“Once BLM arose, influencers had all eyes on them – will they still post outfit posts during such a monumental time? Have they donated to a cause? Why is that influencer posting videos of her eating pizza when we’re marching for equality. There is now a need for authenticity behind the voice and opinion which celebrities do well at. Many celebrities have also been forced into ‘acting’ more like influencers, with much more personal content shared than they normally would.”
It’s true that the line between traditional A-list celebrities and ‘Insta-influencers’ has been blurred more recently than ever with so many social media stars gracing red carpets, endorsing big brands and turning their hands to books and the big screen. However, Whalar’s Emma believes that there is still a role for both in the marketing world. She imagines brands can benefit from social media influencers as they have the know-how to connect with social audiences – something which celebrities are lacking. “That said, when you get celebrity right then it can be hugely powerful – you only have to look at examples like Michael Jordan and Nike to see that. I’m quite excited to see the role that TikTok plays in all of this as the creative possibilities on there are endless for influencers and celebrities”.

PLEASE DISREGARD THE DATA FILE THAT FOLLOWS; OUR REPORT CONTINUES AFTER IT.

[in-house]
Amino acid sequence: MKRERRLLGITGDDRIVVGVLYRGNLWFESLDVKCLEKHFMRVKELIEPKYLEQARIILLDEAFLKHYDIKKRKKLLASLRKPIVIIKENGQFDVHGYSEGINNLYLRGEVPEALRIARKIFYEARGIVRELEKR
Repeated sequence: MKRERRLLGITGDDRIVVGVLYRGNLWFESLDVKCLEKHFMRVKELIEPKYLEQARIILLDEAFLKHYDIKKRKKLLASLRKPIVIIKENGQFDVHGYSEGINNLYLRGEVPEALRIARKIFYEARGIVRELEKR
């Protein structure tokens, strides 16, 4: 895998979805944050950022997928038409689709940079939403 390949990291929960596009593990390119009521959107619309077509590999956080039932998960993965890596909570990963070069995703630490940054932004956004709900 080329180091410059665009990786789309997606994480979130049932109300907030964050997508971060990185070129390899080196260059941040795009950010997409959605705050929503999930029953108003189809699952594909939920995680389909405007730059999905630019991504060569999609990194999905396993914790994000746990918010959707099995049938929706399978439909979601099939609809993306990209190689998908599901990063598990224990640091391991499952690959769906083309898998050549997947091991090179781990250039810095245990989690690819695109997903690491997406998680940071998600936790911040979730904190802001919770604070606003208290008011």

TikTok is the hot property of the moment in the social media universe. It has presented a completely new and innovative way of marketing through short dance and lip-syncing clips. The accessibility of the app for youngsters and generation Z is such that brands need to ensure they are keeping atop of the latest trends and happenings in the TikTok world to create valuable marketing campaigns. Emma adds: “TikTok presents so many exciting pathways creativity wise. I’m super excited to see what can be done in the music space with influencers and TikTok specifically as it really does represent the new wave of airplay.”